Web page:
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• Strategy ⎯Understand and address critical deficiencies in crucial mission areas. ⎯Develop, demonstrate, and transition advanced technologies and concepts for effective, survivable, and affordable military systems. ⎯Institute modern materials, design, and manufacturing techniques that enable low-cost production of military systems. • Thrust Areas ⎯Directed Energy Systems ⎯Precision Strike ⎯Space Operations ⎯Uncrewed Systems ⎯Air/Space/Land/Sea Platforms Now 50 years after it was established, DARPA has changed significantly. The constants in the DARPA programs are the continuing focus on major challenges with high payoff to military capability, and the focus on transition of programs and technologies to the military departments so that the improved capability can be fielded as soon as possible. In its early period DARPA was assigned single, major missions by the President or the Secretary of Defense. The first mission was space, and that was later transferred to NASA and the Air Force. The second was ballistic missile defense, which was executed and culminated in large-scale demonstrations and test. The program was transferred to the Army and became the Army Ballistic Missile Defense Agency. After that DARPA took on multiple missions and became more diversified in its goals and program activities. While DARPA does not develop systems ready for production, it does develop prototypes and carry out major system-level demonstrations, normally in a four-phase program. DARPA seeks to transfer or transition programs and concepts to the military departments or other DOD agencies for system development by a Program Executive Office or a Program Management Office that requires a technology readiness level of 6 or more. DARPA takes responsibility for the failure of a program if transition does not occur. The DARPA TTO and NIAC advanced concept development programs are not comparable. Funding for advanced technology programs at DARPA TTO is two to three orders of magnitude higher than it was at NIAC. A more reasonable comparison would be to compare NIAC to Small Business Innovation Research (SBIR) programs or “seed” projects sponsored by the DARPA system offices, but even there, transition is planned for in Phase 3 of an SBIR project. Over the decades DARPA has evolved some proven processes for transitioning its programs: • Maintain highly qualified staff with direct technical management of all programs. • Maintain a continuing relationship with operational forces to ensure understanding of military needs and requirements. • Stay abreast of technical intelligence on adversary capabilities. • Develop a well-prepared plan for transition early in the technology program. • Set up teaming arrangements with the military organization; make it a joint effort where possible. • Sustain adequate funding to provide for successful demonstration of sufficient technical maturity. • Establish the need for the technology by showing where it will enhance mission accomplishment. • Recognize “windows of opportunity” where technology can be inserted into military systems. 74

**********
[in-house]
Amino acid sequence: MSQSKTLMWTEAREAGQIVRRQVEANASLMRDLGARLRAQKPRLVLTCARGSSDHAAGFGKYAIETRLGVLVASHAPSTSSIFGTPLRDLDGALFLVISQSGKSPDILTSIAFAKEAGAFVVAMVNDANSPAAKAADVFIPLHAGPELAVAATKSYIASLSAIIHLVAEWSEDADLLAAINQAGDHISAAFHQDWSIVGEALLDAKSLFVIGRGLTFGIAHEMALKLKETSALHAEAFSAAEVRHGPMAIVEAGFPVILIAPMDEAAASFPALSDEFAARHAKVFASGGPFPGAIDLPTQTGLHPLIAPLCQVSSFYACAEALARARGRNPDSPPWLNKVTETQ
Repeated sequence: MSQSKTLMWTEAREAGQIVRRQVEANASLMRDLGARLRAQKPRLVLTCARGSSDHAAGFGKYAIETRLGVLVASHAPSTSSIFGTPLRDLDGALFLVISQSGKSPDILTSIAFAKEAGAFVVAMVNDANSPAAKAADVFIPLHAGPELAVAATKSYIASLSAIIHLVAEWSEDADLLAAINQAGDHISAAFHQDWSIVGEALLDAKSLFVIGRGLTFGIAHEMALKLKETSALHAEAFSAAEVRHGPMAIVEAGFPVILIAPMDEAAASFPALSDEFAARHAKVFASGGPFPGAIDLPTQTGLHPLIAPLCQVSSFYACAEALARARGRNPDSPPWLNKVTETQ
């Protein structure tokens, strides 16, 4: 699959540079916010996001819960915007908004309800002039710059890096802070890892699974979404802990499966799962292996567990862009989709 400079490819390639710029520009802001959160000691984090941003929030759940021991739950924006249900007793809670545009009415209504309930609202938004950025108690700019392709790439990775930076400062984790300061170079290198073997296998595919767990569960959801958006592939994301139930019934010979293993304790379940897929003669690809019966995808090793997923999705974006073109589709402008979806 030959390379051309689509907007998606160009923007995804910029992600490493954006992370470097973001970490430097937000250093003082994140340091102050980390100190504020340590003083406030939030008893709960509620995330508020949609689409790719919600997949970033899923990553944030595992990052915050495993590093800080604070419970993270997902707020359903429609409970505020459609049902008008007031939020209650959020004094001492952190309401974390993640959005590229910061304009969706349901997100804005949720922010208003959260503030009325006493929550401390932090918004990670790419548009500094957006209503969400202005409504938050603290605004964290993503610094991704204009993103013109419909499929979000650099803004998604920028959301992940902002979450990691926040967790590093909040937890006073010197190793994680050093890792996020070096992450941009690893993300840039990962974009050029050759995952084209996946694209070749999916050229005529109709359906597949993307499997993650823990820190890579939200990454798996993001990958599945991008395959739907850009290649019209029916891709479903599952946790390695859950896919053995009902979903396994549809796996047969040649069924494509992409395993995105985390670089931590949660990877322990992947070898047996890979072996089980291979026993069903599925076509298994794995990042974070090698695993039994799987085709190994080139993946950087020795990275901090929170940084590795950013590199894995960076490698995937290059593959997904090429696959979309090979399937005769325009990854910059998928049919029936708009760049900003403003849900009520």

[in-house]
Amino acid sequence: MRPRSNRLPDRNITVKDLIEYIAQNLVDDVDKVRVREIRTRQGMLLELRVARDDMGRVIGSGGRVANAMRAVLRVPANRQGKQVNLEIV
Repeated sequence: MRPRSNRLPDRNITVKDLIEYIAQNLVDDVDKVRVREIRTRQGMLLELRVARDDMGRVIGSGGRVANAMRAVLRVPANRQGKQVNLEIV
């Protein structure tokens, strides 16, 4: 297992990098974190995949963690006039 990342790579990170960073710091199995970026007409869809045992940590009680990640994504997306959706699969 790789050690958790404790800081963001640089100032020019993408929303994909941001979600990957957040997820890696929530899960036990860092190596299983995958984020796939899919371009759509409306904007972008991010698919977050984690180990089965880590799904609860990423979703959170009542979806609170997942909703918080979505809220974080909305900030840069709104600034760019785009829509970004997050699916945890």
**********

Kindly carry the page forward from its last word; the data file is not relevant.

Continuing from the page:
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The DARPA processes for establishing programs and solicitation of proposals include: • Assignment by SECDEF or USD AT&L; • Ideas for new programs from DARPA staff, SETA contractors, advisory boards, unsolicited proposals, and white papers; • Solicitations conducted through broad agency announcement, request for proposal, request for information, and sources sought; • A standing BAA at each DARPA Office is updated annually; • New programs usually starting as “seedlings” at a low funding level; • Following success in the seedling phase, formal solicitation issued for development and demonstration; • Solicitation and awards that can be executed by DARPA, a military department command, a project management office or laboratory, or another federal agency; and • Award instruments that include grants, cooperative agreements, procurement contracts, technology investment agreements, and other transaction-for-prototype agreements. Criteria for investment in a new program have varied over time, but one set of guidelines still in use in parts of DARPA are those developed by a previous director, George Heilmeier: • What are you trying to do? • How is it done today? • What is new in your approach? • If you are successful, what difference will it make? • What are the risks and payoffs? • How much will it cost? How long will it take? • What are the midterm and final “exams” to check for success? The time window of interest is a huge difference between DARPA programs and NIAC programs. NIAC’s objective was advanced concepts of interest between 10 and 40 years in the future. At DARPA the term for programs is 3 to 10 years with a few exceptions. Programs are normally finished and transitioned by then or they are terminated for one of the following reasons: • Failed mid-term exam; • Cost, schedule, and technical problems; • Champion(s) left; or • Transition prospects low. 75